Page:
(8a)  Working Class Community in Industrial America-Work, Leisure, and Struggle in Two Industrial Cities, 1880-1930, John T. Cumbler.  275 pgs, 1976.  Excellent work gives the reader a real sense of the working class and conditions in Lynn and Fall River, MA.  The bottom right of cover was due to my dog.  Sorry.  (8b)  Gentleman of the Press-The Life and Times of an Early Reporter, Julian Ralph of the Sun, Paul Lancaster, 290 pgs, 1992.  Julian Ralph was a popular reporter at the Borden Trial, favoring her.  He had a remarkable career.   (8c)  Priscilla of Fall River, Roger Williams McAdam. 215 pgs, 1947.  The Priscilla was one of the beautiful steamships that wen from Fall River to New York City. A lovely book, photos. (8d)  Probably the best book on the death of Sarah Cornell is David Richard Kasserman’s Fall River Outrage-Life, Murder, and Justice in Early Industrial New England.  Digs deep into the circumstances and evidence leading to the trial of the Reverend Avery.  260 pgs, 1986.  (8e)  The Lowell Offering, Benita Eisler, 218 pgs, 1977.  Wonderful little book giving great insight into the women who worked the mills in Lowell, Mass., illustrated.  (8f)  The Cotton Industry, Chris Aspin, 32 pgs.  This little booklet gives a general overview of the cotton industry – its rise and fall – as related to New England mills.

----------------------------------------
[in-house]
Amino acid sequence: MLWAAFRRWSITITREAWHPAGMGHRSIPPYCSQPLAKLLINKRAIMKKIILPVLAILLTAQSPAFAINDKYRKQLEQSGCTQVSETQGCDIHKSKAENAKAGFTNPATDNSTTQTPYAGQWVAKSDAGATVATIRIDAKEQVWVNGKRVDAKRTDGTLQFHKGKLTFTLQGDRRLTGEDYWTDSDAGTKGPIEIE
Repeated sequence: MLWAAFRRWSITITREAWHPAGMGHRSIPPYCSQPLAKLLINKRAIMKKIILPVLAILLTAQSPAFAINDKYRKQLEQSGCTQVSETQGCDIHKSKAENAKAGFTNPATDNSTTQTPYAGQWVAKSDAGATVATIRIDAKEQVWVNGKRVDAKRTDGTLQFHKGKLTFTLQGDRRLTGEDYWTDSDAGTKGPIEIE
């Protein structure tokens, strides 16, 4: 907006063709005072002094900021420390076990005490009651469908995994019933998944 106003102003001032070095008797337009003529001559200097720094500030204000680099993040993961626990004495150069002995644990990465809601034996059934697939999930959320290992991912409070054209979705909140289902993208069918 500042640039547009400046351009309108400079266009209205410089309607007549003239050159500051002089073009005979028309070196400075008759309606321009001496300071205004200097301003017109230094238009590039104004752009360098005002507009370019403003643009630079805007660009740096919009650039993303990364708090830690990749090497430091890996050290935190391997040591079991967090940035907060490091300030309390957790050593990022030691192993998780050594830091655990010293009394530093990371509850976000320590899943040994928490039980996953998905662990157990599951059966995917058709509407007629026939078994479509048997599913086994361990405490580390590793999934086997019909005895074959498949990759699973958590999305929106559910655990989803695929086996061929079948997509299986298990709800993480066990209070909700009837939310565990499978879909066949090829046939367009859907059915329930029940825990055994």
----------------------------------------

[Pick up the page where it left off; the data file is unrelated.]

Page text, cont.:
#9: $45.00  (four images)

Massachusetts of Today-A Memorial of the State, 1892.  This is an historical and biographical book prepared especially for the World’s Columbian Exposition at Chicago, i.e. the 1983 World’s Fair.  This book was sold at the Massachusetts Building at the Fair.  It features prominent men from Fall River, some shown in these images (Mayor John Couglin & banker Charles Holmes).  The front cover is completely separated from the spine and that’s why this highly coveted collectible is priced so low.

10:  $18.00

The Preliminary Hearing in the Lizzie Borden Case.  Typed/created by yours truly.  Comes in a 3-ring binder.  You can also read this on my blog.

11:  $33.00